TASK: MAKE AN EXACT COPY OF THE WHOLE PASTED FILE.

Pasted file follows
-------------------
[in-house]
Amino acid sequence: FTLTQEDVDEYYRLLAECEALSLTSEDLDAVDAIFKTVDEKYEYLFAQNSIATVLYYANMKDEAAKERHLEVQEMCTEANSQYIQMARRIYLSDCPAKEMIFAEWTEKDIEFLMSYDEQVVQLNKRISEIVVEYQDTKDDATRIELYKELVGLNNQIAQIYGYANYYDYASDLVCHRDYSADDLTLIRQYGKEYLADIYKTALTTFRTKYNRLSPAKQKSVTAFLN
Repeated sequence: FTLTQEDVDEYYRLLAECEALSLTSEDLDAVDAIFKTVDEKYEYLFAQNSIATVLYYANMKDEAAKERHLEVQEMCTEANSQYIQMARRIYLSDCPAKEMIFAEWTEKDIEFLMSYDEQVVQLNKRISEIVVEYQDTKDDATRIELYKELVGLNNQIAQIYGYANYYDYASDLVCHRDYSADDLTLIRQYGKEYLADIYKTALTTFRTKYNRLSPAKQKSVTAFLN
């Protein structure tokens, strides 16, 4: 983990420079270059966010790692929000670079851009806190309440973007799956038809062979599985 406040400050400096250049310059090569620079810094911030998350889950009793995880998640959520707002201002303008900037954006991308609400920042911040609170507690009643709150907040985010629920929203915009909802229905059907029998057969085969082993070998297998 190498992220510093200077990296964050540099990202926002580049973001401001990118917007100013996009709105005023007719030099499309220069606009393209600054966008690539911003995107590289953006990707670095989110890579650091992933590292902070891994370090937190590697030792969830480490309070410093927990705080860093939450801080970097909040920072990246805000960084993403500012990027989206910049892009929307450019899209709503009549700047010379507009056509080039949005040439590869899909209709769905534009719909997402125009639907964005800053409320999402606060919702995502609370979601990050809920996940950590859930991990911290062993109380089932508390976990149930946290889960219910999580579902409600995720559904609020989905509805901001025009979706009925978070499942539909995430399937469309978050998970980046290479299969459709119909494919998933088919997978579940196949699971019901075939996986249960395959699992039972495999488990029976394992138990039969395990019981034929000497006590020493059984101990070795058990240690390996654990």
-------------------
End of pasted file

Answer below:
[in-house]
Amino acid sequence: FTLTQEDVDEYYRLLAECEALSLTSEDLDAVDAIFKTVDEKYEYLFAQNSIATVLYYANMKDEAAKERHLEVQEMCTEANSQYIQMARRIYLSDCPAKEMIFAEWTEKDIEFLMSYDEQVVQLNKRISEIVVEYQDTKDDATRIELYKELVGLNNQIAQIYGYANYYDYASDLVCHRDYSADDLTLIRQYGKEYLADIYKTALTTFRTKYNRLSPAKQKSVTAFLN
Repeated sequence: FTLTQEDVDEYYRLLAECEALSLTSEDLDAVDAIFKTVDEKYEYLFAQNSIATVLYYANMKDEAAKERHLEVQEMCTEANSQYIQMARRIYLSDCPAKEMIFAEWTEKDIEFLMSYDEQVVQLNKRISEIVVEYQDTKDDATRIELYKELVGLNNQIAQIYGYANYYDYASDLVCHRDYSADDLTLIRQYGKEYLADIYKTALTTFRTKYNRLSPAKQKSVTAFLN
């Protein structure tokens, strides 16, 4: 983990420079270059966010790692929000670079851009806190309440973007799956038809062979599985 406040400050400096250049310059090569620079810094911030998350889950009793995880998640959520707002201002303008900037954006991308609400920042911040609170507690009643709150907040985010629920929203915009909802229905059907029998057969085969082993070998297998 190498992220510093200077990296964050540099990202926002580049973001401001990118917007100013996009709105005023007719030099499309220069606009393209600054966008690539911003995107590289953006990707670095989110890579650091992933590292902070891994370090937190590697030792969830480490309070410093927990705080860093939450801080970097909040920072990246805000960084993403500012990027989206910049892009929307450019899209709503009549700047010379507009056509080039949005040439590869899909209709769905534009719909997402125009639907964005800053409320999402606060919702995502609370979601990050809920996940950590859930991990911290062993109380089932508390976990149930946290889960219910999580579902409600995720559904609020989905509805901001025009979706009925978070499942539909995430399937469309978050998970980046290479299969459709119909494919998933088919997978579940196949699971019901075939996986249960395959699992039972495999488990029976394992138990039969395990019981034929000497006590020493059984101990070795058990240690390996654990």